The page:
Despite the fact of his re-election or the numerous sound arguments in favor of robust investment in infrastructure, one of America’s two political party’s elected officials has no intention of doing anything to legitimize a black Democrat President of these United States.

      That’s why. SASQ.


      • John M. says:

        Unfortunately, President Obama is at least as much to blame. He didn’t propose any of it, although he did propose and get a small fiscal stimulus. Not only didn’t he activate his base to push for things, he opposed those things himself, instead buying into at least a limited version of austerity. He made numerous unforced errors, such as creating the BS Commission.

        In bargaining, he gave away the store before the bargaining began. (Ruling out bargaining tactics before the bargaining began. Okay, maybe the second default time, he did secretly mint one or more trillion-dollar coins.) As Rortybomb pointed out, he lost badly instead of losing well, energizing his base and readying them for more battles.

        As far as infrastructure repair and upgrade, the early years of his term were a massive opportunity he let fly by, probably never to return.

        How much of this was deliberate? I think practically all was.


  2. Tom in MN says:

    I prefer to look at the plot of 10 year Treasury yields since 1980 and they show a steady downward trend. It seems to me we need to get people expecting more inflation and thus wanting more yield on bonds to fix this. Otherwise the Fed’s funds rate gets trapped at zero. I don’t think lots of infrastructure spending (which is very needed I agree) will help this as the Fed will clamp on the brakes as soon as inflation gets near 2% as they have done very well in the past. Thus unless they raise their target for inflation, they will keep cutting off any attempts to get the economy moving again.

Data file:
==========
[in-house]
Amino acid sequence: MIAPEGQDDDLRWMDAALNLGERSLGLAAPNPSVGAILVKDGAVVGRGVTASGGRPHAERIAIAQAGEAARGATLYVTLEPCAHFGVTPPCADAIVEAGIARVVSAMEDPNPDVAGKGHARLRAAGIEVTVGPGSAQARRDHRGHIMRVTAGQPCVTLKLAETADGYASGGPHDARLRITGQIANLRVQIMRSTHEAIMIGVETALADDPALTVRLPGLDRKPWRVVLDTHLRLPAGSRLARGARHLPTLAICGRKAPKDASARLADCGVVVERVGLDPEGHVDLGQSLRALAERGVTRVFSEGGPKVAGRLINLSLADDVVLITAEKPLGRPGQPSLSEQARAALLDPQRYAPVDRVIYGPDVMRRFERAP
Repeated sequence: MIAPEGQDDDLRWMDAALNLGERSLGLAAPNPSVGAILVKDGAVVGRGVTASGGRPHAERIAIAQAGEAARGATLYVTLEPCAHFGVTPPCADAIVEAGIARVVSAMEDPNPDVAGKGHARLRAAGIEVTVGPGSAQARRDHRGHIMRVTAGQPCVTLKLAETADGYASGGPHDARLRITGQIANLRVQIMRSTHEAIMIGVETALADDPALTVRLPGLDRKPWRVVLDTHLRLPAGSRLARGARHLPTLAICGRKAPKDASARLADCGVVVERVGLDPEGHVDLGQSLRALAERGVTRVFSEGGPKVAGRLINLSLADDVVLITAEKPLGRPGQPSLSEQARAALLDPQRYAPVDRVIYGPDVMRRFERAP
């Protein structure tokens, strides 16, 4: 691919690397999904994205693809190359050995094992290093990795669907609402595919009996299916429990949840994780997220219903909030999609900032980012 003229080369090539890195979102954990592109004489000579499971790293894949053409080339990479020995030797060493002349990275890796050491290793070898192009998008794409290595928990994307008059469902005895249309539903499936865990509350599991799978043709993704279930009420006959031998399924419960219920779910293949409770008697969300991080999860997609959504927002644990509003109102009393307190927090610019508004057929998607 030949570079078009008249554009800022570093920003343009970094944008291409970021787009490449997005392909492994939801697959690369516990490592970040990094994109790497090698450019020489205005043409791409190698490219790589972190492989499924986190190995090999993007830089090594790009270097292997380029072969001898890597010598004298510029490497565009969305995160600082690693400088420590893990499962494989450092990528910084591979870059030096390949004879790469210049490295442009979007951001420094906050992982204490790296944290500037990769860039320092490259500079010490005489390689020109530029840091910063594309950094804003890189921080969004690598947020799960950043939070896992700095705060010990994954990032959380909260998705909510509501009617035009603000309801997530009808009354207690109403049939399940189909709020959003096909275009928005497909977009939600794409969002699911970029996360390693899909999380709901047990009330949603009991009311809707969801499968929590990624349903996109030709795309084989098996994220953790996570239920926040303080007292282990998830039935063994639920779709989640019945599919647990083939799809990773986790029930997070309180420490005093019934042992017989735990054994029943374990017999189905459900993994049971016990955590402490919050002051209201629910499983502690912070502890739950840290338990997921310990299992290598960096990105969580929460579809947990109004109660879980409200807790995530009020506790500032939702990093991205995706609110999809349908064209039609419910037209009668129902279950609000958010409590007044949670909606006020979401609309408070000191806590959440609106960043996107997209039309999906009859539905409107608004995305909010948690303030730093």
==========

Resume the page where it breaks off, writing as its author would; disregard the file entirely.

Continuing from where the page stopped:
And yes, please keep screaming….


  3. Joe says:

    Great article as per usual. I am in full agreement.


  4. George H. Blackford says:

    The central argument of Keynes’ General Theory is that classical economists put the cart before the horse in assuming that the economic progress is driven by savings. Both Keynesian and non-Keynesian neoclassical economist alike have ignored Keynes’ arguments in this regard (what Robertson dubbed “the long-period of saving) as they created a vision of the economic system that allowed mainstream economists to support the economic policies of the past forty years—lower taxes, less taxes, and deregulation—that led to the Great Recession we face today. It seems quite clear to me that the failure of the profession to understand Keynes’ explanation of this problem lies at the very core of the chaos within the discipline of economics today. See http://www.rweconomics.com/htm/LPLFLPPS.htm


  5. reed E Hundt says:

    Borrow and invest…means put the borrowed money into something that return the capital and this little bit of interest. The answer is capitalize the green banks our non profit has been creating with various states. It is not to hand out cash to non-income producing road repair. There is no payback from pothole filling. Maybe there should be an Internet based method of having beneficiary vehicles pay for the repair but there isn’t. So as opposed to increasing the federal government deficit, instead just borrow long and pay back long and hold the deficit constant over the decade or so needed for the payback. This takes full advantage of the low rate on public borrowing, moves the country to a clean energy platform and allays any worry about the deficit growing on a long term basis.


    • Mike says:

      May I disagree? Filling potholes provides employment which: limits need for public assistance, increases taxable income and increases travel efficiency while decreasing vehicle maintenance costs for everyone who utilizes that thoroughfare. A $100 “pothole filling” could save $hundreds for every vehicle that has an unfortunate encounter with that pothole – to say nothing of the safety concerns when drivers suddenly swerve in rush hour traffic.


  6. John Van Sant says:

    Be careful, a lot of this is driven by Europe. I could see a “small crash” in US bonds later this year.


  7. Bill A says:

    Our economy is like the ball a blindfolded person is playing on a pin-ball machine.
    Lets KISS.
    If Jamie Dimon were in prison today for the crimes he committed in 2012 it would mean the nation was serious back then about the future good and welfare of society.
    It may not, IMO, be too late to fix that and remove that blindfold.


    • kmiker says:

      Actually, a sincere commitment to “sin no more” would suffice absent the damnation to eternal flames.


Leave a Reply

Your email address will not be published.